Live Action TV
The Brady Bunch: "Bobby's Hero," from the fourth season, sees an elderly man, whose father had been killed by outlaw Jesse James during a robbery, set Bobby straight on the legend and the facts about James and his gang.
My Two Dads: The 1989 episode "Story With a Twist" sees teenager Nicole come home drunk. When her two fathers, Michael and Joey, learn she also drove with someone who was drunk, they decide to teach her a "scared straight" lesson ... by themselves getting very drunk and then announcing they were going for a little drive. Judge Wilbur stops Michael and Joey just in time, before a petrified Nicole says she understands the consequences of drinking and driving; Wilbur then confides that she was in on the lesson all along.
On Saving Grace, Grace's niece and best friend went to a "scavenger" party where they took random drugs, and the best friend died. Her father and Grace dragged the niece down to the morgue and forced her to look at her friend's corpse.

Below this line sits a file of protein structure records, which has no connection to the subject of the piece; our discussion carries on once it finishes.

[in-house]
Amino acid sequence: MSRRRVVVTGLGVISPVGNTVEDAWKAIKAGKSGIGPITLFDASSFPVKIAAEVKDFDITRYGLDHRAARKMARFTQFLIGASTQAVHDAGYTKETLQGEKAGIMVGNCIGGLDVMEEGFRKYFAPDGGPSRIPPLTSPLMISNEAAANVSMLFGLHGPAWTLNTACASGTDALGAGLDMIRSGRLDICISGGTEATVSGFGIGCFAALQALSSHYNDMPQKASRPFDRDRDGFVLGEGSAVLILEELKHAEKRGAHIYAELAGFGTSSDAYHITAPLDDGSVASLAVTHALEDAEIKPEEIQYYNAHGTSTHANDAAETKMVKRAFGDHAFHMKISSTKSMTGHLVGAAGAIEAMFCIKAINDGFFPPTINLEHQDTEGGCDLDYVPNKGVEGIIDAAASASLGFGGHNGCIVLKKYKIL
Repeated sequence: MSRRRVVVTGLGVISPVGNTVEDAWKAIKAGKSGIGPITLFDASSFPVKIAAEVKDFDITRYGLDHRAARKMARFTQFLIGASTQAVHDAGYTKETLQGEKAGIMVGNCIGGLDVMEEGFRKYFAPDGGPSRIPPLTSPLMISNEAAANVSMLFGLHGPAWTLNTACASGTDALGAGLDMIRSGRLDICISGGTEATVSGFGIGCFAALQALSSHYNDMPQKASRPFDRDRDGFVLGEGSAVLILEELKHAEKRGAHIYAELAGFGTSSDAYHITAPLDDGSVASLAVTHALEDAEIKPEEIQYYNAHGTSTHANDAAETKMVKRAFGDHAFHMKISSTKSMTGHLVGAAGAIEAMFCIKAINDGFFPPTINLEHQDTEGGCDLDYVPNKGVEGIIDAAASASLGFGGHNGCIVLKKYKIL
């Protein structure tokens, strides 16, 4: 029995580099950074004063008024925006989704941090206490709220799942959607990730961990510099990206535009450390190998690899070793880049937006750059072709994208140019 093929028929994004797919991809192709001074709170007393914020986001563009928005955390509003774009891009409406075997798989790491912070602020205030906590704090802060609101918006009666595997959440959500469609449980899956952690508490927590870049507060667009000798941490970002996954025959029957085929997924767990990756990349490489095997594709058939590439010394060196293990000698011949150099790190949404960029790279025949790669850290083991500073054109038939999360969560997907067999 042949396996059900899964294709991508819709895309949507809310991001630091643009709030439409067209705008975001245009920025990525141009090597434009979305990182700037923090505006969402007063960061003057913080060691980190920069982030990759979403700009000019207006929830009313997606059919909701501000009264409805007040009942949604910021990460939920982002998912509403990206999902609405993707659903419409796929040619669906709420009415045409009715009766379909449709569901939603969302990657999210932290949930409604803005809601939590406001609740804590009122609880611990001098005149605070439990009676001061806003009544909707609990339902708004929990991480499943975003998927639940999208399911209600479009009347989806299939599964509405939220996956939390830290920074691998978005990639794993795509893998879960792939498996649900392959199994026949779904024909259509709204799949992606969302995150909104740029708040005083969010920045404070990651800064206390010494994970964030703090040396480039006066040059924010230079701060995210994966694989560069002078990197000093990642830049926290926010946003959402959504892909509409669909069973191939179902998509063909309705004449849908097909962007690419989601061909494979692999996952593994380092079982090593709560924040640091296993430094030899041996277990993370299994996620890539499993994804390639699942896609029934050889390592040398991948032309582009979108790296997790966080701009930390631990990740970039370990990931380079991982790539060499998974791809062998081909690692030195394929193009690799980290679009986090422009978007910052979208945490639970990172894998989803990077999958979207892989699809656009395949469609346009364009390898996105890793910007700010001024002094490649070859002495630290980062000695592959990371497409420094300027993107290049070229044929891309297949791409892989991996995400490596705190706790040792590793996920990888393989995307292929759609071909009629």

Also happened on an episode of Crossing Jordan, where Macy took his daughter to the morgue to show her the corpse of a girl who was killed by a mobster after falling into an unsavory life.
A similar thing happened on an episode of CSI: Crime Scene Investigation when Catherine dragged Lindsey to the morgue to look at a random corpse after the latter was caught hitchhiking during a particularly rebellious period.
CSI: Crime Scene Investigation also featured a more comical example of this when Nick arrested a stoner who was shining a laser pointer at commercial airliners. The kid was dumped in a holding room with a dozen hardened criminals who gleefully played along when Nick mentioned how "popular" the kid would be in jail.
Threads. Oh God, Threads. You'd go from first-strike proponent to head of the CND after you watch it.